As it turns out, Computer Science and Art History do have something in common: Professor Yvonne Elet has done them both. Before getting her PhD in Renaissance Art History, Professor Elet worked for IBM. There, she headed a 35 million dollar systems integration project, creating the first computer network across New York City.
As an undergraduate at Yale University, Elet majored in Computer Science with minors in Art History and French, meaning that her later academic diversity would not be such a suprising jump.
“My interests in Computer Science, technology, art history and language have always been there; they’ve just shifted emphasis over the years,” she explained.
The shift from computers to Renaissance art occurred during her time working at IBM. She was always more drawn to the appplication of art rather than theoretical computer science, which after many years began to steer her career down a different road.
“I learned a tremendous amount and enjoyed it, but I was missing something, so I moved to the IBM Gallery of Science and Art,” she said. There, she began work for science and technology exhibitions. After a while, she became involved with art exhibitions as a Coordinating Curator, where she helped display works relating to subjects such as fractal and irregular geometry.
It was at this point that Elet discovered the path to her current career. “I loved it so I decided to get a masters in Art History for fun, while still working for IBM,” she said. This Masters degree then led to a PhD in Renaissance Art History.
Although she had planned to continue her work as a curator, earning fellowships at the Met and the Frick, she received a teaching offer while finishing her dissertation that began her work as a professor. Elet could not explain what drew her to this time period, except for the fact that her whole life she felt a strong visceral reaction to it. When she was younger, she had a love for not only art from the early modern period but also for its music and poetry.
When she was doing hands-on art historical work, Elet realized that she had hit gold. “Working on site in Rome, in villas and gardens, in the Vatican, on conservators’ scaffoldings, and in archives, gave me the most thrilling view of what it meant to be a Renaissance art historian,” she said.
Elet has since focused her scholarship on Raphael and his contribution to the Villa Madama, near Rome. She explained that Villa Madama was built for the distinguished Medici family as a papal welcoming center as well as a pleasure villa, and was often used to welcome foreign heads of state.
In the 1930’s, this function returned, as the Italian foreign ministry acquired the villa and has been reprising its role as a place for foreign affairs ever since. For this reason, Elet found that open access to the Villa Madama has been very restricted.
“I was fortunate to get in to do an extensive photographic campaign,” she recalled. The stucco at this villa impressed her in particular, as well as the fact that there was no previous academia on it.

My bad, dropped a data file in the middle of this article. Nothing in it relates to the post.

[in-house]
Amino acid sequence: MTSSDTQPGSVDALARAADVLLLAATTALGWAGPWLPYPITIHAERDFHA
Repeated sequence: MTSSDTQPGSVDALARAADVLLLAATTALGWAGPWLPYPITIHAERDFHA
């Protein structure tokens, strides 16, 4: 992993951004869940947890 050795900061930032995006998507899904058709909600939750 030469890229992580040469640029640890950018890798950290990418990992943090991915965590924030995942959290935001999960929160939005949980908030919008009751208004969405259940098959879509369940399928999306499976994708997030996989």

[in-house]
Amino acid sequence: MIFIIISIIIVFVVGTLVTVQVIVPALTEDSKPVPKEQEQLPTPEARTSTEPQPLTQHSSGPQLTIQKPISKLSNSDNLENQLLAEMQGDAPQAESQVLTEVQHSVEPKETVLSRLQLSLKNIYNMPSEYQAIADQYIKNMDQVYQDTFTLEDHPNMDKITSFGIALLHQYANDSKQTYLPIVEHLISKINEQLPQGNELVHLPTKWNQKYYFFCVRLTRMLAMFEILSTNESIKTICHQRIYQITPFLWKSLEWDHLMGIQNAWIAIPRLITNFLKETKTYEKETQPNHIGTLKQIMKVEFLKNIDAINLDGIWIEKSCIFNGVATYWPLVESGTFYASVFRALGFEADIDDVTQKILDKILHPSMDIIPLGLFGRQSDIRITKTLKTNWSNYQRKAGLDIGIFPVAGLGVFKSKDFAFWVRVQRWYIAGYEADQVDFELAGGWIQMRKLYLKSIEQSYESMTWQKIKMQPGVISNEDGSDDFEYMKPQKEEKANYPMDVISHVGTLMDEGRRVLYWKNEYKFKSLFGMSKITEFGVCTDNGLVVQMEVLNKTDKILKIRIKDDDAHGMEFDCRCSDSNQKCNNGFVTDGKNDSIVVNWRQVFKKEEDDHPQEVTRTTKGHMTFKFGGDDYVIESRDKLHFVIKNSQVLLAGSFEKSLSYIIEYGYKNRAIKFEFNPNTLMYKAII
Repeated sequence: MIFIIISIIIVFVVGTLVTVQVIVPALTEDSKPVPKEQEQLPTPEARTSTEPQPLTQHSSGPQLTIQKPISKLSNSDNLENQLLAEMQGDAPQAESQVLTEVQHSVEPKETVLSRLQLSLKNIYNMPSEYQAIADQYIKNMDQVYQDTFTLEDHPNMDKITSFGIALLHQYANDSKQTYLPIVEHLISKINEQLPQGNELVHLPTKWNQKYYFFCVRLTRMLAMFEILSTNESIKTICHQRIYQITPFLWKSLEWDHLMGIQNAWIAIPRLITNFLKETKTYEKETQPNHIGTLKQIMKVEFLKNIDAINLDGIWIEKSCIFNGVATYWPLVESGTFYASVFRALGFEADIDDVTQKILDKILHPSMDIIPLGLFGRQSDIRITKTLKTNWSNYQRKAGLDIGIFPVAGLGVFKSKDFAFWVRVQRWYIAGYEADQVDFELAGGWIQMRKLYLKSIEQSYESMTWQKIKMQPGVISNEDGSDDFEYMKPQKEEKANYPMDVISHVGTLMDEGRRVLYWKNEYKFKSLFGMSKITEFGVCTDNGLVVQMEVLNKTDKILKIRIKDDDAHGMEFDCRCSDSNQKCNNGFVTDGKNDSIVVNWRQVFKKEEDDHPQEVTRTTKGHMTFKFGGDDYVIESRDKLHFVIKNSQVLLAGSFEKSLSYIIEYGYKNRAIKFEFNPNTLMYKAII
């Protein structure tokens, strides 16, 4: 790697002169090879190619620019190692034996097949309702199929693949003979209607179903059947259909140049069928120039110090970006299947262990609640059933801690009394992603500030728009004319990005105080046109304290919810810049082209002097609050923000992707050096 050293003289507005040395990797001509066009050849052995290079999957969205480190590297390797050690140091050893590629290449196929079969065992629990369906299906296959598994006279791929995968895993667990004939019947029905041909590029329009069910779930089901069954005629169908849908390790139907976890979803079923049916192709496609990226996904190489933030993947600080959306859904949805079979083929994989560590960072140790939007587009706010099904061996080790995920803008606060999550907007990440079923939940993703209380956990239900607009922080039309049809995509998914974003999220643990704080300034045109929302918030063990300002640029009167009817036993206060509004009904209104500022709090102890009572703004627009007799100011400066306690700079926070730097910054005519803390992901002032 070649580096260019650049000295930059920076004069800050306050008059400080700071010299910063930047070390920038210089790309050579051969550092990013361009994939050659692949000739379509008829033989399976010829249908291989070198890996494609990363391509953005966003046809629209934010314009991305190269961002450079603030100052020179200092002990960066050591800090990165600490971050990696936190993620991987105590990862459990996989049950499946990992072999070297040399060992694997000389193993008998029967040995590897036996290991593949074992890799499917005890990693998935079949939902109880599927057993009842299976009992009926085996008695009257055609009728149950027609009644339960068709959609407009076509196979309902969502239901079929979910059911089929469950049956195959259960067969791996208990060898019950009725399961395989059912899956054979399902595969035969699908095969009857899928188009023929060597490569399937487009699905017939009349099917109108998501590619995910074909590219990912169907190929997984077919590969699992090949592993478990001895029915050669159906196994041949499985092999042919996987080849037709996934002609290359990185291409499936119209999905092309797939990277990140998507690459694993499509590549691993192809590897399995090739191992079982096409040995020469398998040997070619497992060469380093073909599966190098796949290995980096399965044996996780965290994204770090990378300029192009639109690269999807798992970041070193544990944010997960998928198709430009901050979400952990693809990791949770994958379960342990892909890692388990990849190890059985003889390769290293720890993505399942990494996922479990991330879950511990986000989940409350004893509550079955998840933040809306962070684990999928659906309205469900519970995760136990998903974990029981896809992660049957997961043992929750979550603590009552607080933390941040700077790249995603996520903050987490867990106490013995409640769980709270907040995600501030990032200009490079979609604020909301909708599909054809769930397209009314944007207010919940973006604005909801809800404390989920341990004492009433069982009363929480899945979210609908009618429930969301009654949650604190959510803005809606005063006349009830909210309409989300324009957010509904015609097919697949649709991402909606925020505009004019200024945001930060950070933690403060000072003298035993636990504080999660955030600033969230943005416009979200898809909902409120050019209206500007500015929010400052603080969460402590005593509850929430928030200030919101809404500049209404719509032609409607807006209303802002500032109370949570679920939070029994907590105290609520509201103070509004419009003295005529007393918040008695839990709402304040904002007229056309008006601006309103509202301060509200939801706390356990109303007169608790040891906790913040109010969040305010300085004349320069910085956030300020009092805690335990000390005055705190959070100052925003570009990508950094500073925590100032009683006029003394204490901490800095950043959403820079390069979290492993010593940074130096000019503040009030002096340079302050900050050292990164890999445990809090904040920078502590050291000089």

“I was astounded when I went back in the library and realized that nothing had been written about it,” she continued, explaining her initial surprise at the paucity of scholarship on the villa’s stuccowork when introduced to the villa.
Elet feels strongly that her work is unusual in that her specialization transcends multiple media. While many professors concentrate on paintings, sculpture, or landscape, for example, Elet finds that this is not possible for her research.
“With Raphael it’s not practical [to only focus on one medium], because he was doing all of those things,” she elaborated.
Elet brings this approach to the classroom, where she encourages students to find links between art history and other subjects they might be interested in. She enjoys seeing students pursue topics that they are genuinely passionate about.
“One of the things that I particularly enjoy about teaching is letting students form their own paper topics that relate to their own interests. It’s one of the things that makes it particularly fun working with students studying in different disciplines,” she said.
Elet is a relatively new faculty member at Vassar, having begun teaching at the College in 2009. Still, she has found that one of the greatest advantages of working at a small liberal arts school is having the opportunity to know students on a personal level. And from this experience it is not only students who benefit but her as well.
“What astounds me is how much I learn from my classes….We spend time getting to know individual students and their interests, but this isn’t unique to me. That’s what you come to Vassar for.” She aims to promote the idea that research is living and breathing, rather than static.
Expanding on her interest in joining a variety of different disciplines together, Elet believes that research papers are a student’s chance to really think about art in a unique and critical manner.
She said, “I think of a research paper not as a tired assignment, but as a microcosm of what scholars and historians do—which is creative detective work. Everyone knows what it’s like to be curious; my goal is for my students to have the experience of digging into something they are interested in, and experiencing the thrill of new discoveries.”